EU rivals in TV battle for votes
- 29 April 2014
It was billed by the hosts as Europe's first-ever presidential television debate - which may have flummoxed Europeans unaware they had a president. And they don't.
But there is a President of the European Commission, and the four contenders taking questions from young voters in Maastricht are all campaigning for the job.
Wearing tiny microphone headsets and standing at their podiums bathed in blue lighting the quartet of candidates wrestled over Europe's economic future, immigration, disenchantment with the EU and Ukraine.
A brief reminder who they are: Ska Keller is the candidate of Europe's Green parties; Jean-Claude Juncker represents the centre-right European People's Party (EPP); the European Parliament President Martin Schulz is the Social Democrat in the race and former Belgian Prime Minister Guy Verhofstadt is the Liberal hope. All, I think it's fair to say, relatively unknown outside their own countries.
On one issue they all agreed - that this was an excellent way to pick the next EU Commission president. Citing the new powers of the Lisbon Treaty, they've agreed between themselves that whichever group is the biggest in parliament after the European elections - their man or woman (there's one) will lead the Commission.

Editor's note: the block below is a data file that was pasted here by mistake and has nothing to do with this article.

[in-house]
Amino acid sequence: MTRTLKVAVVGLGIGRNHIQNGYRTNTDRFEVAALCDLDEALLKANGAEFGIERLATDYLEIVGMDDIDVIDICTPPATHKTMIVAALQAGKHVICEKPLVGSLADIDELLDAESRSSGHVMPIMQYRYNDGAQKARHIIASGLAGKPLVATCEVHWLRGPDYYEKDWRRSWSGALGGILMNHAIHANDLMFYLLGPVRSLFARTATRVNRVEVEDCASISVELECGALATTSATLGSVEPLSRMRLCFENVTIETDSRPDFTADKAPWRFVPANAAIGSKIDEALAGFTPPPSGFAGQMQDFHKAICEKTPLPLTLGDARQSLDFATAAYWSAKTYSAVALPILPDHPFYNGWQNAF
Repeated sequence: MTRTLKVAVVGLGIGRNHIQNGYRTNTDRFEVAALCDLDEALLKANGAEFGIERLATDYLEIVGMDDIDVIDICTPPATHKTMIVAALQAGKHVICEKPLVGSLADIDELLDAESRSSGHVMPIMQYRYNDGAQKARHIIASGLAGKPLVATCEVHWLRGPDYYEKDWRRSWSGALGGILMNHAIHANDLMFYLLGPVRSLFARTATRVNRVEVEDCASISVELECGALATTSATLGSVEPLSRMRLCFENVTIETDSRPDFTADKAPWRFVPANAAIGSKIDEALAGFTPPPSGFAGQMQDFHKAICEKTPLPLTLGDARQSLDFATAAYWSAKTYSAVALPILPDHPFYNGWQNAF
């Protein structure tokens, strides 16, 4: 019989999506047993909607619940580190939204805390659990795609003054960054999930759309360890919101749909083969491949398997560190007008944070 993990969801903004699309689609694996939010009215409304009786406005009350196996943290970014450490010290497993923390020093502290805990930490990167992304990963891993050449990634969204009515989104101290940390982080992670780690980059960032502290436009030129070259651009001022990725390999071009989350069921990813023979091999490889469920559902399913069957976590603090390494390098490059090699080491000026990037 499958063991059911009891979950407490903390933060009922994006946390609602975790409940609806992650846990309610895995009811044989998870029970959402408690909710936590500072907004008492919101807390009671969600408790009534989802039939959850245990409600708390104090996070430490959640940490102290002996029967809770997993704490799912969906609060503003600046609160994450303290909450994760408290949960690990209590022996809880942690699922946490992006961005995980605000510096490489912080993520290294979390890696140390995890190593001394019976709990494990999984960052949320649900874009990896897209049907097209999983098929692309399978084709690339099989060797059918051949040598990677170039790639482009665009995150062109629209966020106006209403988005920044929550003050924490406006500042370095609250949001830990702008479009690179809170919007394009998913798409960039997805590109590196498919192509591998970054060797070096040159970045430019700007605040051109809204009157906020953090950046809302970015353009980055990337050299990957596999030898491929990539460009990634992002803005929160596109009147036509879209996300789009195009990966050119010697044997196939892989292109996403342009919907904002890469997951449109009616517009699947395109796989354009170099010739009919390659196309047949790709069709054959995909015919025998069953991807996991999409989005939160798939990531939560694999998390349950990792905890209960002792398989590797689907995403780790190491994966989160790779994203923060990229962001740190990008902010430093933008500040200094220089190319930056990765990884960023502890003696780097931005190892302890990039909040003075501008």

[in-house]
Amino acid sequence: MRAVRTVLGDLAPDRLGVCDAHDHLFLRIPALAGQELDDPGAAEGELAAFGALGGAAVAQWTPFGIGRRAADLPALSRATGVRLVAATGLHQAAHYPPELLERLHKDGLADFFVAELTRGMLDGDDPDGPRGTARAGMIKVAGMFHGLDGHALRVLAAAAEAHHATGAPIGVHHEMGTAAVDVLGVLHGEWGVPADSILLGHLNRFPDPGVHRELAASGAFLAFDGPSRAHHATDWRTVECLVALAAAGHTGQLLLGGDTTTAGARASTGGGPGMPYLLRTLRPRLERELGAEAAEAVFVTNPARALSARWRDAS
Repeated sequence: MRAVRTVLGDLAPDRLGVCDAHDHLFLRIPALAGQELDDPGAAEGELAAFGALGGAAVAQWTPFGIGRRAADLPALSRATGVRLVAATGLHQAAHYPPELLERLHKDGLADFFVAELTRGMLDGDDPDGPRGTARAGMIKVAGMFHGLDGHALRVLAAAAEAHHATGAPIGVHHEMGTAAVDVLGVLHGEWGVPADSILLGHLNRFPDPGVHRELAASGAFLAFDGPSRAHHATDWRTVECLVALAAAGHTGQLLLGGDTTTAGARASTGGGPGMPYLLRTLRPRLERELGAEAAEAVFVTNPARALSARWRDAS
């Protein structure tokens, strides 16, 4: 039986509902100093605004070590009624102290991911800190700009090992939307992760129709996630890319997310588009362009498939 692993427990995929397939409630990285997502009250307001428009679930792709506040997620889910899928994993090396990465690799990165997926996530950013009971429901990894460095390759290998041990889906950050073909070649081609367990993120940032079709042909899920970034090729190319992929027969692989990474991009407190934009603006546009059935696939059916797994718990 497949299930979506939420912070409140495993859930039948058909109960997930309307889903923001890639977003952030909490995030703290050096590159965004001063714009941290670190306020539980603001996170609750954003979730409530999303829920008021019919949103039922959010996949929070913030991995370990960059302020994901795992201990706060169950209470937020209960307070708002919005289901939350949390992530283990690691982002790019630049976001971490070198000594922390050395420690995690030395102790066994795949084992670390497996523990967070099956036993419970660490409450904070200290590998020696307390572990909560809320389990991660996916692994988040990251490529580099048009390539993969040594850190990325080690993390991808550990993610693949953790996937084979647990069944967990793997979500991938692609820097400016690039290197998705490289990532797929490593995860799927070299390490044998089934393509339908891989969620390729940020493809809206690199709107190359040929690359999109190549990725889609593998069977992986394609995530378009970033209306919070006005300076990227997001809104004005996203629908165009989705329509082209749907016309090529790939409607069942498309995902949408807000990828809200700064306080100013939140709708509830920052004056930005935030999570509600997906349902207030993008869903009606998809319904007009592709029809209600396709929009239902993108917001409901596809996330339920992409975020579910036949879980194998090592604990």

As far as the candidates are concerned, this is about personalising abstract European politics. Putting faces to the parties. Increasing the democratic legitimacy of the Commission president and trying to arrest falling turnout in European elections.
Sharp words on Ukraine
So was this one of the greats in the annals of political TV debates? Not exactly - but its novelty gave it a character of its own. The host broadcaster Euronews parcelled out the time equally between the candidates across the 90-minute debate. Some spoke more on one subject than others - leading to good-natured confusion.
If there was a particularly punchy disagreement between two of the four their faces were paired together on the screen. Rhetorically the debate was strikingly free of stale sound-bites - even if the positions sketched out by the candidates were familiar.
Mr Juncker - the dry exponent of sound money; Mr Schulz - the passionate critic of austerity; Mr Verhofstadt vigorously harried his main opponents. Ska Keller - a generation closer to the audience than the others - received strong applause when she said Europe had to confront the far-right, not appease it.
The most heated exchanges were over the EU's response to the crisis in Ukraine.
So will this political version of the Eurovision song contest make a difference? In Europe's national capitals several governments mutter that it won't.
The European Council - the grouping of EU government leaders - is opposed to the parliament having the decisive say in picking the next Commission president. And that only adds to the surreal nature of these novel debates.